Black goddesses, heroines, queens and saints have provided the inspiration for many of Kimathi Donkor’s paintings. And, after researching how these subjects have been depicted in literature and art, he has invited contemporary, black women from Africa and its Diasporas to model for scenes that re-imagine the adventures, encounters and spirit of their celebrated forebears.
Donkor intends his realistic portraits to convey the beauty and grace of his models – as well as the strength and grandeur of the historical characters which they embody. Consequently, much of his practice is devoted to crafting meticulously the faces, gestures and expressions of those figures which populate his images.
Each work contemplates a single moment drawn from an epic narrative, but Donkor plays freely with the constraints of time and location, frequently displacing his figures into a contemporary, 21st century context. Thus, in one recent, monumental painting – which, the artist made entirely in South Africa – the biblical, black wife of the prophet Moses seems to anticipate happily her impending exodus to the promised land – while the grim towers of the infamous Marikana mine stand ominously on the golden horizon behind her.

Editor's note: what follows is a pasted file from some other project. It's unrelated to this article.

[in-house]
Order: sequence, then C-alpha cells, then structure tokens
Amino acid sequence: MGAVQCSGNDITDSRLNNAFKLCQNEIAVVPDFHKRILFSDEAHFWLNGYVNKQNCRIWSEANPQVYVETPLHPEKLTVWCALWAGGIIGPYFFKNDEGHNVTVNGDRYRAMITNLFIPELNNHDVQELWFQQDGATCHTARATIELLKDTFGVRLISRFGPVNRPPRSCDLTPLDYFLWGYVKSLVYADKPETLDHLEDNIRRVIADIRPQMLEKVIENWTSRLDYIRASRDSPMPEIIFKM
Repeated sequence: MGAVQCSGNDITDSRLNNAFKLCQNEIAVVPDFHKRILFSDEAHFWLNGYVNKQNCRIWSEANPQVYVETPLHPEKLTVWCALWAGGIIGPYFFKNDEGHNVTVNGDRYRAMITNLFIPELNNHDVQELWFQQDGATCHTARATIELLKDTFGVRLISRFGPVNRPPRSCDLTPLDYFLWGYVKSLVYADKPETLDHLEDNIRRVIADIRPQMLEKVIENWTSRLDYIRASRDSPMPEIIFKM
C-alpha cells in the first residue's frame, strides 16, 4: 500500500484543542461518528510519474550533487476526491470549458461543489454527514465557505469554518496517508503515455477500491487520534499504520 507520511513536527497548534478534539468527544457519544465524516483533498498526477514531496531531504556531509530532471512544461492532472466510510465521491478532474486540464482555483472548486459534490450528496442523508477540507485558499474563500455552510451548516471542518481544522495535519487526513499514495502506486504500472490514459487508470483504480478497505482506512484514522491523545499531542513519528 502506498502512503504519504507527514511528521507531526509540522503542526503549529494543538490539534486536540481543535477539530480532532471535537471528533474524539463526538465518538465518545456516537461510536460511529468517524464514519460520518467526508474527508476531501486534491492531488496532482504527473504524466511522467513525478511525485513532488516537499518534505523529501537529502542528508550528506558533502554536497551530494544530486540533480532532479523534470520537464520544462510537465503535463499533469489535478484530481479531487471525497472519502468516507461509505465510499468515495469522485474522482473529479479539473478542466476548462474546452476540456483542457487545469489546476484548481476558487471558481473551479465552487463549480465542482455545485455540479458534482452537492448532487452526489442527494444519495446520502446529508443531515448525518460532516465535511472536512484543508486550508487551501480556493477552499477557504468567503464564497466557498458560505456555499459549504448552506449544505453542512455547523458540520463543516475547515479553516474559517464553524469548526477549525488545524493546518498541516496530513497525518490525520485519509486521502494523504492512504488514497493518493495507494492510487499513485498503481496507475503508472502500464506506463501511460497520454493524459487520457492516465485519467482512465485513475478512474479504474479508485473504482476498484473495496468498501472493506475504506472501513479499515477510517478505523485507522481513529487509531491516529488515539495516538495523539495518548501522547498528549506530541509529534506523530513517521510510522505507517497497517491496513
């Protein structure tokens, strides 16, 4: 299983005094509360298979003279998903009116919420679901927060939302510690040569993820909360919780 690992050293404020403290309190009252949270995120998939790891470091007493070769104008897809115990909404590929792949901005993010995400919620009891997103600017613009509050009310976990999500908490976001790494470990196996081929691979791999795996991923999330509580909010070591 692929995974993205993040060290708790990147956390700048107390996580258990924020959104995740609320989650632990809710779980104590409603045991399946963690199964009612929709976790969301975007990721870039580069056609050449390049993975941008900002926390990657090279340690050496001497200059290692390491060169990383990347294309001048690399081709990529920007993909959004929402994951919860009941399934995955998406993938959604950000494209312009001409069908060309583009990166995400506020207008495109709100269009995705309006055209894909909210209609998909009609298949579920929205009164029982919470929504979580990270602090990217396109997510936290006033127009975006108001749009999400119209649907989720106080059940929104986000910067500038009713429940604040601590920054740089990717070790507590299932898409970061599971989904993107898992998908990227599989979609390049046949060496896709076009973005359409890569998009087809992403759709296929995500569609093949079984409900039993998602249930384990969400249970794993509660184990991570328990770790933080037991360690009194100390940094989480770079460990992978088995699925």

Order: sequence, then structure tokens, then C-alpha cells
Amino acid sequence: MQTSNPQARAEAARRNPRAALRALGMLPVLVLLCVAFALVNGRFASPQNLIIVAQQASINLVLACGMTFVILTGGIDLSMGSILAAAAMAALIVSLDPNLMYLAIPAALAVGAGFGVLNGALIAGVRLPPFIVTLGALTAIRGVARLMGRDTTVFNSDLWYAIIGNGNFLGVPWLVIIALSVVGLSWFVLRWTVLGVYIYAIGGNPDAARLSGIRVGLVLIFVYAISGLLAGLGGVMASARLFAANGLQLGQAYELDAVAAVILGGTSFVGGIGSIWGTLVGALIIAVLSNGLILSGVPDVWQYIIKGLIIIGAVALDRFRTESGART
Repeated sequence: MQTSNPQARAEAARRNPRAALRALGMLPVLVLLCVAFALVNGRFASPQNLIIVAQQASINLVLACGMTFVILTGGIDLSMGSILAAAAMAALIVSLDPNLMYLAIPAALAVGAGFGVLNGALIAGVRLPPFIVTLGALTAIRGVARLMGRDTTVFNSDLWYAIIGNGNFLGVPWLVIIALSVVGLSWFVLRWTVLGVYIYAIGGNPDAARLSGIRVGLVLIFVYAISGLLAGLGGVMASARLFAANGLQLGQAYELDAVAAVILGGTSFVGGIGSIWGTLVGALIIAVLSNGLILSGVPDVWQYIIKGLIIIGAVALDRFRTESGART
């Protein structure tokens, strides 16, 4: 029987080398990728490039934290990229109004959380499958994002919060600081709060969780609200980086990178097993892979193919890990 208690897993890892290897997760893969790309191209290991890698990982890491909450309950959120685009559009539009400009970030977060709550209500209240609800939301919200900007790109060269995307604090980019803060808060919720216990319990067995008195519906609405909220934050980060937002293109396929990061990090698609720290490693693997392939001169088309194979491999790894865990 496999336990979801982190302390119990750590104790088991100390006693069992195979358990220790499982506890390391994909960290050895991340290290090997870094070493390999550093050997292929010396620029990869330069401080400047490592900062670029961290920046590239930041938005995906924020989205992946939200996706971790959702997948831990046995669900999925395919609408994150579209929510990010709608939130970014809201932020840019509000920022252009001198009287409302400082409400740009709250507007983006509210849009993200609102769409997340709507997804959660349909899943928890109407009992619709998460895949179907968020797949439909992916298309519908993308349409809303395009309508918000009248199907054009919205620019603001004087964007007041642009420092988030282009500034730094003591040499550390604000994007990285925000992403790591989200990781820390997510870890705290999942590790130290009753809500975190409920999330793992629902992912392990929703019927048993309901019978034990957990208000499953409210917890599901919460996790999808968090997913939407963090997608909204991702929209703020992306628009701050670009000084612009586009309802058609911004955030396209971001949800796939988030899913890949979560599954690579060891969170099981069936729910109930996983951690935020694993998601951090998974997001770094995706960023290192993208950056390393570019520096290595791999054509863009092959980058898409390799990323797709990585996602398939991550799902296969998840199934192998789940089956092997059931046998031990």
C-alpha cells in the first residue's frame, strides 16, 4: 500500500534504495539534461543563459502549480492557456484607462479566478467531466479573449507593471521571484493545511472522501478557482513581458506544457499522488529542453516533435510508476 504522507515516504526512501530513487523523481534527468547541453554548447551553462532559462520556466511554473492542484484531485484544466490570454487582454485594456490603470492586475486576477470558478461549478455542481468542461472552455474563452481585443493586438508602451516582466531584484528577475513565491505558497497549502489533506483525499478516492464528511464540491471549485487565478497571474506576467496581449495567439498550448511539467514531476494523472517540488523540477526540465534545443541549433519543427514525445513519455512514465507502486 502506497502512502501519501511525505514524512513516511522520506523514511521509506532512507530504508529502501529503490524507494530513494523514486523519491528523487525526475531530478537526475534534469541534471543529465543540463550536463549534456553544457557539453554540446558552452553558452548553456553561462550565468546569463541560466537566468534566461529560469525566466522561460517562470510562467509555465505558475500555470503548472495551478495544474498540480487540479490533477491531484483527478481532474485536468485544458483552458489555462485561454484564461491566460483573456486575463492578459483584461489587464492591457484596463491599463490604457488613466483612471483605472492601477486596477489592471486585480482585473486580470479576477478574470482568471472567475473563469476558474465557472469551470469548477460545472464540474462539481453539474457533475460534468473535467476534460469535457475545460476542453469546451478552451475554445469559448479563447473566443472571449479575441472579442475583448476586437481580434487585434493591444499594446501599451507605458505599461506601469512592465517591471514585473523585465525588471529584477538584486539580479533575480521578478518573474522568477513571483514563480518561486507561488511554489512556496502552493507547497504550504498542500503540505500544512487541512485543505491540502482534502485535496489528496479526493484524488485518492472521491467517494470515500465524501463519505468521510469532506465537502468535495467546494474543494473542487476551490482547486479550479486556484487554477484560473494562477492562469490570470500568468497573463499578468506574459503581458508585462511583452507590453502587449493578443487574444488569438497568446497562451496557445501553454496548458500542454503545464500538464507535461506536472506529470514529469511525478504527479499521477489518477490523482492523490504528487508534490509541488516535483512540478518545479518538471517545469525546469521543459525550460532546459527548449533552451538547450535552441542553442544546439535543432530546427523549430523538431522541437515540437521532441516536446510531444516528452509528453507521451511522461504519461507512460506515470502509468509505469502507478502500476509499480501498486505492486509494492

Such compelling fusions of symbolism, portraiture, landscape and appropriation have produced a unique approach to painting that is simultaneously celebratory but provocative, as well as being visually accessible and intellectually stimulating.